Feature stories

New teachers don’t have to go it alone

Dewey HS Teacher Center is solid source of instructional support

Math teacher Brittany Clark summarizes strategies for dealing with student behavJonathan FickiesMath teacher Brittany Clark summarizes strategies for dealing with student behavior.

Room 379 at John Dewey HS in Gravesend, Brooklyn, is spacious and well-stocked with resources. It’s also a hub of activity where research is conducted, plans are drafted and work is revised.

But room 379 isn’t a classroom. It’s the school’s UFT Teacher Center. Coordinator Teresa Devore has worked tirelessly to make the Teacher Center, now in its third year at the school, a place where teachers can come for advice, resources and support.

Devore focuses in particular on newer teachers, who make up about a third of Dewey’s teaching staff.

“For a lot of new teachers, this is their first job out of college. They have to learn how to interact with a boss and how to support each other and not just go it alone,” says Devore. “So I try to support them in building their practice, finding materials and building relationships with their peers.”

Devore acts as a mentor to many of Dewey’s 19 first-year teachers by planning lessons with them and visiting their classrooms.

“They know that it’s a colleague coming in to offer instructional support and not an administrator,” says Chapter Leader Michael Solo. “They know there’s someone they can come to who has a wealth of information and experience.”

Devore also hosts a monthly group for newer teachers to study and discuss best practices, with topics ranging from how to manage disruptive students to how to use formative assessments to drive instruction.

“Most of our professional development time at the school takes place within our departments, so I wanted to have groups for newer teachers that are interdisciplinary,” says Devore. “There’s a lot they can learn from looking across departments and building trust among colleagues.”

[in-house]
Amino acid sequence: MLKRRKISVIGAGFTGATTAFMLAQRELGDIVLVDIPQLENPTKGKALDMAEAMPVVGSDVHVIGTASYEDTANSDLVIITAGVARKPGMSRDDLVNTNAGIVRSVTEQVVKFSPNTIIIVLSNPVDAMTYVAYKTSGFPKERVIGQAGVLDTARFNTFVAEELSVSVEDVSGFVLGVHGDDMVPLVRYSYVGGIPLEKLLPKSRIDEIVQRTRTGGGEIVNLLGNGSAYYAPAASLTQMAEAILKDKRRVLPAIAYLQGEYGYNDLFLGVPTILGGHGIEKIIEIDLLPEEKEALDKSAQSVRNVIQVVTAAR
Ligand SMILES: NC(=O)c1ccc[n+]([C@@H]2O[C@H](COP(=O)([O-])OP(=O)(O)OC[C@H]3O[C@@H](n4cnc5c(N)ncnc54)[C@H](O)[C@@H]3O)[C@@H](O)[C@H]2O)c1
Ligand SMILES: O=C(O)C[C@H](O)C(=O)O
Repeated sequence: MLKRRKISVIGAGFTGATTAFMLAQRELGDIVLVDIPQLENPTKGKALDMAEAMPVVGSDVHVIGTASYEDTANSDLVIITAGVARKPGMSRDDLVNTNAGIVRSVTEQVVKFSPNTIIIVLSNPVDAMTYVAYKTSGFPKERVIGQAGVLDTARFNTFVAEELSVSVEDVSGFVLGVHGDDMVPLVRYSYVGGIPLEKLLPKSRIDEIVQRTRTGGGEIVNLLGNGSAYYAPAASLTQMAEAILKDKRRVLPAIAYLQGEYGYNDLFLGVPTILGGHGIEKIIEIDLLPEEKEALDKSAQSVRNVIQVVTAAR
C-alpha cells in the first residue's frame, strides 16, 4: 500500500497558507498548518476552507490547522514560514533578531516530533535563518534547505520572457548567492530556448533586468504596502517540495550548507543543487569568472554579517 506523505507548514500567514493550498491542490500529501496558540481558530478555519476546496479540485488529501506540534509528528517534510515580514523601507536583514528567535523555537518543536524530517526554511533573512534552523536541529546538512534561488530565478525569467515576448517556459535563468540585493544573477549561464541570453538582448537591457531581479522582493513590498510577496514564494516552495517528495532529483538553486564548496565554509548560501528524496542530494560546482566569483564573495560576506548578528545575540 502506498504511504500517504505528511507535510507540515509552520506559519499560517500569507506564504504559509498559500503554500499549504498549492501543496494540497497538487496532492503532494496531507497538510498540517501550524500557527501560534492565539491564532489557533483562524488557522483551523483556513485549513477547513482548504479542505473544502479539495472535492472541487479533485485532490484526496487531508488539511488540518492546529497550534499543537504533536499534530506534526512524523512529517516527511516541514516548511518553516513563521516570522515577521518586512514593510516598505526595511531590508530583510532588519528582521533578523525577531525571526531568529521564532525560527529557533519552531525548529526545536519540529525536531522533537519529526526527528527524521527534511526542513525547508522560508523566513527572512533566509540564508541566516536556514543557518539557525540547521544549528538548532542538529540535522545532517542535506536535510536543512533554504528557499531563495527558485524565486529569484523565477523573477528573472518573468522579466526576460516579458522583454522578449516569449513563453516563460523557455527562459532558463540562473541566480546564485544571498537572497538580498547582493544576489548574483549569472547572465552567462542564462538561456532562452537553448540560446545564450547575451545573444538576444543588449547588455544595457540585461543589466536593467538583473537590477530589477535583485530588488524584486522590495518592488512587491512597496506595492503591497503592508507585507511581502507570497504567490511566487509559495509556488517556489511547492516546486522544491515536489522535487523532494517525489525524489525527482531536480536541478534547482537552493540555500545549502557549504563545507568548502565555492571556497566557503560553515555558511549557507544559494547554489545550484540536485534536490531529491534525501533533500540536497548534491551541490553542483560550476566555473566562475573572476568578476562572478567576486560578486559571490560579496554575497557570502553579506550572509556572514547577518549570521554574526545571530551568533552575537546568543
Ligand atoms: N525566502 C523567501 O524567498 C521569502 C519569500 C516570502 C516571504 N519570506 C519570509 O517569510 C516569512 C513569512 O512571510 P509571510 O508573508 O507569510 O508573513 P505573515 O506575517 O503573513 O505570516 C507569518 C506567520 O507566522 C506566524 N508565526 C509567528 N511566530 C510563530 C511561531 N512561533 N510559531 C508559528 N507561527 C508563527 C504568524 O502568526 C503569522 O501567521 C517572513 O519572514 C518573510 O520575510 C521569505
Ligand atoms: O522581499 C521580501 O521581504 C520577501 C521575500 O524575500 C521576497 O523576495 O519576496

During a recent meeting, newer teachers worked in pairs to study tips on managing students’ behavior from a book called “The Art and Science of Teaching: A Comprehensive Framework for Effective Instruction.” Then the group of 10 came together to discuss and reflect.

“In my first year I called students’ homes a lot, but it wasn’t always effective because phone numbers didn’t work or parents would call back late,” noted one teacher. Another offered advice: “I realized that some students are very close to a coach or another teacher, so I found that talking to my colleagues was actually most effective.”

Devore asked each pair to sum up their section using just six words. “Recognize and de-escalate, calm and collected” was one six-word phrase; “time out, safe space, self-reflection and return” was another.

For many of the new teachers in the group, the support of Devore and the UFT Teacher Center has been invaluable.

“We’ve learned a lot of good protocols to get kids analyzing each other’s thinking in a critical way,” says history teacher John Pusz, a second-year teacher who is new to Dewey. “Last year, I was in a tough position, and this year I have much better support to make me a better teacher.”

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